Suzanne Fields writes that the President's ability at the White House Correspondents Association dinner is no small thing:
Communists have no sense of humor, in China, Cuba or North Korea any more than they did in the old Soviet Union. Tyrants and despots can't afford even a tiny revolution, and anyone who tries making jokes at a tyrant's expense is asking for a ticket to the gulag. "As the system [in the Soviet Union] became harsher, a distinct Communist sense of humor emerged — pithy, dark and surreal — but so did the legal machinery for repressing it," writes Ben Lewis in an article cleverly titled "Hammer and Tickle" in Prospect magazine. One historian who examined the files of Stalin's political prisoners found that 200,000 people were imprisoned for telling jokes, some merely to let off steam. Dissent became dangerous.
Humor reflects the best and the worst of a culture. Those without a sense of humor have no outlet for self-criticism. Humor assuages, and because it does, it threatens. The Muslim riots over the Danish cartoons showed just how tightly wound the radical Muslims are. The riots over the cartoons, caricaturing how terrorists have turned Mohammed into a weapon against innocents, only proved the point. [Emphasis mine.]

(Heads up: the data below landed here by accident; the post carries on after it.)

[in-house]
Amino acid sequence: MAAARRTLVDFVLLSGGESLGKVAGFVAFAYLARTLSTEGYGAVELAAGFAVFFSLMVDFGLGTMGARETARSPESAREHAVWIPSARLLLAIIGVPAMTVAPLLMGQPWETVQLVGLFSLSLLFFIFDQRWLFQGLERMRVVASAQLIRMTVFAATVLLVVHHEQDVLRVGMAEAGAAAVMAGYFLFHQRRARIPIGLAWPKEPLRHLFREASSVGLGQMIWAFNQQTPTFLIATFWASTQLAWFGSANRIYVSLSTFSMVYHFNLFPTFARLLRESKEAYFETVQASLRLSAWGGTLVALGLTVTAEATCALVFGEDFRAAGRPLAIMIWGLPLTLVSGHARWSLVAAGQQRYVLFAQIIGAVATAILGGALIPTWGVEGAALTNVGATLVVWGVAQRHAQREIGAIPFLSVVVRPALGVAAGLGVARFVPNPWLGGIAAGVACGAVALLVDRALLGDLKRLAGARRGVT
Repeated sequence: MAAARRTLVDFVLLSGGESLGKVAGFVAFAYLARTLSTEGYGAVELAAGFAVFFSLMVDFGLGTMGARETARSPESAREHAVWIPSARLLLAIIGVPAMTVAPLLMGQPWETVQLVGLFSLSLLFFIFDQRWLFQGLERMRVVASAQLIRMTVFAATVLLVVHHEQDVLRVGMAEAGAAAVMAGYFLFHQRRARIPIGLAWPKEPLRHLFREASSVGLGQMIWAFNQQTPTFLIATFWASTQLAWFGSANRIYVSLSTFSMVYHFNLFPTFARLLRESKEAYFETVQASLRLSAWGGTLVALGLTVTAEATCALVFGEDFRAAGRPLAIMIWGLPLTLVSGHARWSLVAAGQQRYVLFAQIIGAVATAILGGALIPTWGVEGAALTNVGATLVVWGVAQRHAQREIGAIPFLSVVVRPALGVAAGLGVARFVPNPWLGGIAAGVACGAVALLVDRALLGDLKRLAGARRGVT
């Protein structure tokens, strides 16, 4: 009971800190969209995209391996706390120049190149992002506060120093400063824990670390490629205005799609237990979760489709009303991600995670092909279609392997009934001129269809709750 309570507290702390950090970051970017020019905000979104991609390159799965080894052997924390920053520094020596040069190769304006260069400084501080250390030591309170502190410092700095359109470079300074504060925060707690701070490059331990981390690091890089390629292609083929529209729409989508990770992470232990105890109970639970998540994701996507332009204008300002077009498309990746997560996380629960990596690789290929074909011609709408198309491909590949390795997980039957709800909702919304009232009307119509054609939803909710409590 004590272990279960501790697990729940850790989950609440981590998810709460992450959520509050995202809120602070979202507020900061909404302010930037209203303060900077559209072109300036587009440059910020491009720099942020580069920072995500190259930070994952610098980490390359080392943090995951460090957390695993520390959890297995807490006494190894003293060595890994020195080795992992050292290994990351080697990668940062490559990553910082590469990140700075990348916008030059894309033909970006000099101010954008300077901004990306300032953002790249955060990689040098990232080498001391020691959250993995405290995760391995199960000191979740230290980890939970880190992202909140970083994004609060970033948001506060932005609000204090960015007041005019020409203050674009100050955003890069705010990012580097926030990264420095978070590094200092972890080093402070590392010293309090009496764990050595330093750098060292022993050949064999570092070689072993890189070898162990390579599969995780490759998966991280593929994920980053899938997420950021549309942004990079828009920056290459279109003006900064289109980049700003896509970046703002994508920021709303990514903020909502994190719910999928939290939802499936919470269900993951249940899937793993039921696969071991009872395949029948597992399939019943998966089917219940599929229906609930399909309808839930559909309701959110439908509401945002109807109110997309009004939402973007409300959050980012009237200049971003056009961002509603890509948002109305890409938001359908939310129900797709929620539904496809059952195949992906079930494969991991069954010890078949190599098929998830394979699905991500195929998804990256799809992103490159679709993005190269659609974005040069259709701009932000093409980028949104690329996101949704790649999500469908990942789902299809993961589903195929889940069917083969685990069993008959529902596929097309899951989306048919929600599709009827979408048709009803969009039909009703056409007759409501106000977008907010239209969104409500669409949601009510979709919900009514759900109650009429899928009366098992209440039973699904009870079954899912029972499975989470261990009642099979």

So, if you'd like to strike a telling blow for freedom, laugh a little today.
UPDATE: Here, from Opinion Journal, is the flipside regarding what passes for laughter inducing humor on much of the Left today:
The Stephen Colbert kerfuffle, intrinsically uninteresting though it is, leads Washington Post columnist Richard Cohen to an excellent insight:
Why are you wasting my time with Colbert, I hear you ask. Because he is representative of what too often passes for political courage, not to mention wit, in this country. His defenders–and they are all over the blogosphere–will tell you he spoke truth to power. This is a tired phrase, as we all know, but when it was fresh and meaningful it suggested repercussions, consequences–maybe even death in some countries. When you spoke truth to power you took the distinct chance that power would smite you, toss you into a dungeon or–if you're at work–take away your office.
But in this country, anyone can insult the president of the United States. Colbert just did it, and he will not suffer any consequence at all. He knew that going in.
This, it seems to us, explains several conceits of the Angry Left:
- The notion that criticism–whether of the Dixie Chicks or of Stephen Walt and John Mearsheimer–amounts to censorship.
- Claims by Democratic politicians that Republicans are "questioning" their "patriotism."
- Fears of incipient fascism.
What these have in common, aside from being totally fantastical, is that they all reinforce the image of the Angry Leftist as courageous dissenter. In truth, this country is so tolerant, indeed downright indulgent, of this sort of "dissent" that it affords no opportunity to be courageous.
Speak "truth to power" in America, and power will pat you on the head and say, "What an adorable little girl." Some on the Angry Left could actually have the courage to stand up if they were faced with real consequences–but they are unlikely ever to get that chance. America's almost boundless tolerance thus reduces them to the level of petulant children. No wonder they're so angry.